Body peels work beyond just the surface to reduce course texture and fine lines, diminish age spots and hyperpigmentation, and help maintain healthier, more youthful looking skin. Peels are like a workout for the skin, and clients will notice an almost immediate difference in firmness, which most of us want as we head into summer.
With body peels there are different techniques and skin issues to be cognizant of prior to treatment. The body has tougher skin. Enzymes, AHAs like L-lactic acids, and other acid combinations may be used to lift away deeper layers of dead skin cells, provide antioxidants, and regenerate and hydrate, leaving the skin smooth and polished. Skin assessments are essential and attention to any existing scar tissue, sun damage, spots and moles is imperative. Whatever correction is being done for the body, never peel more than 25 percent of the body at the same time.
The same post-treatment precautions also apply for body peels – remind clients to be even more aware of the sun and heat. They will also need to abstain from swimming in chlorinated water in the first 48 hours following the peel treatment.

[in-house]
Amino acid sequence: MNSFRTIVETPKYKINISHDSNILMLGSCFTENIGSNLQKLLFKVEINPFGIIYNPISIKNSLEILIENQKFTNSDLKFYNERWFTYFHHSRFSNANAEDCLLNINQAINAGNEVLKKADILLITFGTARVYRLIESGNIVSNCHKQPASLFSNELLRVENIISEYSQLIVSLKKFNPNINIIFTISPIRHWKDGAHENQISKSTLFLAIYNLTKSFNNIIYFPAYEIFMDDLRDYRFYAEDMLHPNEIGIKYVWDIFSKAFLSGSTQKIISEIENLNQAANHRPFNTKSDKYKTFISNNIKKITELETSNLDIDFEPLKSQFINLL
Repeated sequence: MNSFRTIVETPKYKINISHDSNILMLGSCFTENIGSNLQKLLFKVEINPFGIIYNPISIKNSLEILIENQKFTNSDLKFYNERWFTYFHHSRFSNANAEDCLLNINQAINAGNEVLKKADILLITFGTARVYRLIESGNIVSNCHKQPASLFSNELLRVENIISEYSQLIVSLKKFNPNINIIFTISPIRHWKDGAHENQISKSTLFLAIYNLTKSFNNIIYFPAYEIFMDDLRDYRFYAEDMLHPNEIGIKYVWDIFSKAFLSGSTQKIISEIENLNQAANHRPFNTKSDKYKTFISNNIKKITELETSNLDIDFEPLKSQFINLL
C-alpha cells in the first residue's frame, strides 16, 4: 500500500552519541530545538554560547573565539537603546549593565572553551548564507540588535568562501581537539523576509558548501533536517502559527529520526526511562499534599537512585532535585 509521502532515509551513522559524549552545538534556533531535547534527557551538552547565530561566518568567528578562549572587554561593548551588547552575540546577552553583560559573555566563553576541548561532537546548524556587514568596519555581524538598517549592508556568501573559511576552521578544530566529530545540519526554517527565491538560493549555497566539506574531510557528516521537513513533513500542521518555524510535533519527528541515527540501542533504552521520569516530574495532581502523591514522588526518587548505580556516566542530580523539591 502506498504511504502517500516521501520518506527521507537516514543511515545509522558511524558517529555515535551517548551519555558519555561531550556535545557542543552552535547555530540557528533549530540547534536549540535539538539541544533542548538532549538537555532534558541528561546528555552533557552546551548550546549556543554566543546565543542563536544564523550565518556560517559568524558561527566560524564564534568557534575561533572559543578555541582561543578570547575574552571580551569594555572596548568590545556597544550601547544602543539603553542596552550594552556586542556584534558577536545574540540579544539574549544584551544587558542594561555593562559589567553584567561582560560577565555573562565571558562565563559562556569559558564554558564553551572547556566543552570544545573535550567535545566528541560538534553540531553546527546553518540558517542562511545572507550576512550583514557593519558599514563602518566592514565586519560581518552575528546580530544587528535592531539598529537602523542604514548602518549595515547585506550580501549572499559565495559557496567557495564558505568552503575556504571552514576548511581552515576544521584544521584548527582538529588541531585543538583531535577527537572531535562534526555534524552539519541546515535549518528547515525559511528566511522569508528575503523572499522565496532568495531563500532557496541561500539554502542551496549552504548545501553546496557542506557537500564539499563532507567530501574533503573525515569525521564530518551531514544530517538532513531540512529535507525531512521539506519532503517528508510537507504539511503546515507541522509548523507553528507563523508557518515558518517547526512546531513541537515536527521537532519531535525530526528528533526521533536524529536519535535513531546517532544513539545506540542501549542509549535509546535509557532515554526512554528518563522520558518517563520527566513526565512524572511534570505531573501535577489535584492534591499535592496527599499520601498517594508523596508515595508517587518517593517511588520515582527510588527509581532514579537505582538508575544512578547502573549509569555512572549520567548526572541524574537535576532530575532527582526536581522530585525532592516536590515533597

Continuing the Care
To keep the skin supple, toned and glowing all summer long, you may consider sending clients home with a body care regimen to be used between treatments. A good system will include an exfoliant (physical or enzymatic), a skin building and nourishing moisturizer, a sunscreen, and possibly a nourishing sunless tanner.
Exfoliation is essential. It stimulates the skin and cell turnover, lifts dead cells, and begins the regenerating process. Physical exfoliators will scrub away dead skin cells, refresh and hydrate, while enzymatic and acid exfoliators blend fruit acids with vitamins and minerals to activate cell renewal and give skin an antioxidant boost. These can be used in tandem or on their own.
Keeping the skin nourished will also help fight photoaging. Some of the most vital nutrients for healthy skin include peptides, essential fatty acids, growth factors, and amino acids. These supply energy to the cell, activate collagen production, detoxify skin tissues, hydrate, soothe and support the rejuvenation process.
Achieving the bronzed look is not typically an essential step in skin care, but it is important to offer an alternative to sun bathing and tanning beds. Using a skin-fortifying self tanner will give skin that natural, sun-kissed glow without subjecting it to damaging UV rays. Look for a formula with age-defying peptides to support the skin in the rejuvenating process and help prevent photoaging.
Nourish to Fight Photo-Damage
Some free radical exposure is inevitable. To counteract their effects, it is vital to boost antioxidant, amino acid and essential fatty acid support through topical applications and proper nutrition. While most clients are privy to the importance of antioxidants, it may be worth revisiting the subject and stressing the role they play in fight-